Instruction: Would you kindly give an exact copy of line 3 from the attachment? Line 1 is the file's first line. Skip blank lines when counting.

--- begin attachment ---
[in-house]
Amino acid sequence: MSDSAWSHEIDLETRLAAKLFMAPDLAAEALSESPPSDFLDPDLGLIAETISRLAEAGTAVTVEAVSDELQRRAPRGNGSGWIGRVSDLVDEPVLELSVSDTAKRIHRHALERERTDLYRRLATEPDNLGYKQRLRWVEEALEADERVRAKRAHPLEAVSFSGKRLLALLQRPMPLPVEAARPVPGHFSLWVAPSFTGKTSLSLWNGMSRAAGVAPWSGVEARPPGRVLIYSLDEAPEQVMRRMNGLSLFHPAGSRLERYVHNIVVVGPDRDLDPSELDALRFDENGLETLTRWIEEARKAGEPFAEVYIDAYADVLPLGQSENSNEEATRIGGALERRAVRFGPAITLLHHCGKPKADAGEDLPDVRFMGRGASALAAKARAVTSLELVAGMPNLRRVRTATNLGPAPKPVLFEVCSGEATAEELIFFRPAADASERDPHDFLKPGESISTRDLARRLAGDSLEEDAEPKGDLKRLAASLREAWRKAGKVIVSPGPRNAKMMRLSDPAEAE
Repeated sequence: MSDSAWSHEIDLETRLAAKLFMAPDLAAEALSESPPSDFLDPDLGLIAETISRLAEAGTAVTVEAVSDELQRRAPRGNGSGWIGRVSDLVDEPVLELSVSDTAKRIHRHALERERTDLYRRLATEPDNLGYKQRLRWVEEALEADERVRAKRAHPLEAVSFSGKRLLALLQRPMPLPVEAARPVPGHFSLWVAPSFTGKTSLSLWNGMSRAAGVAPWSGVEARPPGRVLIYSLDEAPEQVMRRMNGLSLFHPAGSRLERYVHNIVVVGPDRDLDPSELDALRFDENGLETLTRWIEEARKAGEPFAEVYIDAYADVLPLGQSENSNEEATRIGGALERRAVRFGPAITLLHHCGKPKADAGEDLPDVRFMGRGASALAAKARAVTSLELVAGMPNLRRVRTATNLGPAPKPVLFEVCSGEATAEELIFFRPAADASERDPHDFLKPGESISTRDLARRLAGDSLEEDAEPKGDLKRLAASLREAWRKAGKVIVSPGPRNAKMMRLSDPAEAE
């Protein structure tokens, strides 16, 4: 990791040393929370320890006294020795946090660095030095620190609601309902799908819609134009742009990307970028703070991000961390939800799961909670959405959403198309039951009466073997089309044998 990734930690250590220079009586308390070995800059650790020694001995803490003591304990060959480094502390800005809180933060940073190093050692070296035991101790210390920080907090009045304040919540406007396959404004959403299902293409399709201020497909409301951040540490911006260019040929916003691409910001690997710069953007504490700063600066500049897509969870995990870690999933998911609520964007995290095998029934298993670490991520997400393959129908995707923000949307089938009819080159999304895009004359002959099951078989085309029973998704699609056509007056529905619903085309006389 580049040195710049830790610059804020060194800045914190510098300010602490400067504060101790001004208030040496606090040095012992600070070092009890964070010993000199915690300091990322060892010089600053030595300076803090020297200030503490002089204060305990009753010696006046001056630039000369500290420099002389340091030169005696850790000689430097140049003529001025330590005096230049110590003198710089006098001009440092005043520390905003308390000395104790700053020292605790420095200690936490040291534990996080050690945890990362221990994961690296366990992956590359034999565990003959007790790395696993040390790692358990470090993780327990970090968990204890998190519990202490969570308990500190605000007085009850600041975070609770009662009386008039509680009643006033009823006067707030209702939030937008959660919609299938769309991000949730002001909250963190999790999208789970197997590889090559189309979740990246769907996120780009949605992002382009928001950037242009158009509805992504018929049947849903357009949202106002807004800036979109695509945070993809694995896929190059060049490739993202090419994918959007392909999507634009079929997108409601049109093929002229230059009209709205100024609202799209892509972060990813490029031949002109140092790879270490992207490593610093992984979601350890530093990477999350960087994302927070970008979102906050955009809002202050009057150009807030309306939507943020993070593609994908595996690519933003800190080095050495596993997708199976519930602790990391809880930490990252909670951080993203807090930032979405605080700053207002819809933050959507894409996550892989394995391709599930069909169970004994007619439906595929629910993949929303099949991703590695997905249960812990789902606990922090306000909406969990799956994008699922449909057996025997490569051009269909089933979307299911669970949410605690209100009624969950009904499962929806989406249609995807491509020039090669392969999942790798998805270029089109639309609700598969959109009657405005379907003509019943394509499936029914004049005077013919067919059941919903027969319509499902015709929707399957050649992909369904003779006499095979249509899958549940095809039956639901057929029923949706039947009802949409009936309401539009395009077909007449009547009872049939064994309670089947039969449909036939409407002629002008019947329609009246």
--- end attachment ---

Repeated sequence: MSDSAWSHEIDLETRLAAKLFMAPDLAAEALSESPPSDFLDPDLGLIAETISRLAEAGTAVTVEAVSDELQRRAPRGNGSGWIGRVSDLVDEPVLELSVSDTAKRIHRHALERERTDLYRRLATEPDNLGYKQRLRWVEEALEADERVRAKRAHPLEAVSFSGKRLLALLQRPMPLPVEAARPVPGHFSLWVAPSFTGKTSLSLWNGMSRAAGVAPWSGVEARPPGRVLIYSLDEAPEQVMRRMNGLSLFHPAGSRLERYVHNIVVVGPDRDLDPSELDALRFDENGLETLTRWIEEARKAGEPFAEVYIDAYADVLPLGQSENSNEEATRIGGALERRAVRFGPAITLLHHCGKPKADAGEDLPDVRFMGRGASALAAKARAVTSLELVAGMPNLRRVRTATNLGPAPKPVLFEVCSGEATAEELIFFRPAADASERDPHDFLKPGESISTRDLARRLAGDSLEEDAEPKGDLKRLAASLREAWRKAGKVIVSPGPRNAKMMRLSDPAEAE